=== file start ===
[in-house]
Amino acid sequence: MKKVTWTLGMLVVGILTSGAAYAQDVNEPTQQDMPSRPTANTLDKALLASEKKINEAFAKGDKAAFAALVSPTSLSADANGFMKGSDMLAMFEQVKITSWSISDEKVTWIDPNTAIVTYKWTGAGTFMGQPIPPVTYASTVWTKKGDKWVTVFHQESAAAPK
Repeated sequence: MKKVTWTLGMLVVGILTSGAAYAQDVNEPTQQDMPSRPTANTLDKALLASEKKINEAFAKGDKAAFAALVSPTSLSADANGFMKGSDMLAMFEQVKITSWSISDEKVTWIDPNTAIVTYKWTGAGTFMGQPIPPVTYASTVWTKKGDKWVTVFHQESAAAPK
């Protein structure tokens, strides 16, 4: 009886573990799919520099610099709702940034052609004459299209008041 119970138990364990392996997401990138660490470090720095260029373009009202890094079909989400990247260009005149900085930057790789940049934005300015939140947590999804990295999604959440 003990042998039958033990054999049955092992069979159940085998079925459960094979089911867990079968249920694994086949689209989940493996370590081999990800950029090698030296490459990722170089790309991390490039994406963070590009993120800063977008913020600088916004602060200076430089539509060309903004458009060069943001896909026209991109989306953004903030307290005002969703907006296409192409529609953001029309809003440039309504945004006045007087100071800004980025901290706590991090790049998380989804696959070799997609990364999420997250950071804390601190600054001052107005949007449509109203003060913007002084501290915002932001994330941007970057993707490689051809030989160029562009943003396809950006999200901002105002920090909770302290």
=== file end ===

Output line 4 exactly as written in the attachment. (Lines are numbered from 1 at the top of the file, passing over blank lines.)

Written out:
């Protein structure tokens, strides 16, 4: 009886573990799919520099610099709702940034052609004459299209008041 119970138990364990392996997401990138660490470090720095260029373009009202890094079909989400990247260009005149900085930057790789940049934005300015939140947590999804990295999604959440 003990042998039958033990054999049955092992069979159940085998079925459960094979089911867990079968249920694994086949689209989940493996370590081999990800950029090698030296490459990722170089790309991390490039994406963070590009993120800063977008913020600088916004602060200076430089539509060309903004458009060069943001896909026209991109989306953004903030307290005002969703907006296409192409529609953001029309809003440039309504945004006045007087100071800004980025901290706590991090790049998380989804696959070799997609990364999420997250950071804390601190600054001052107005949007449509109203003060913007002084501290915002932001994330941007970057993707490689051809030989160029562009943003396809950006999200901002105002920090909770302290």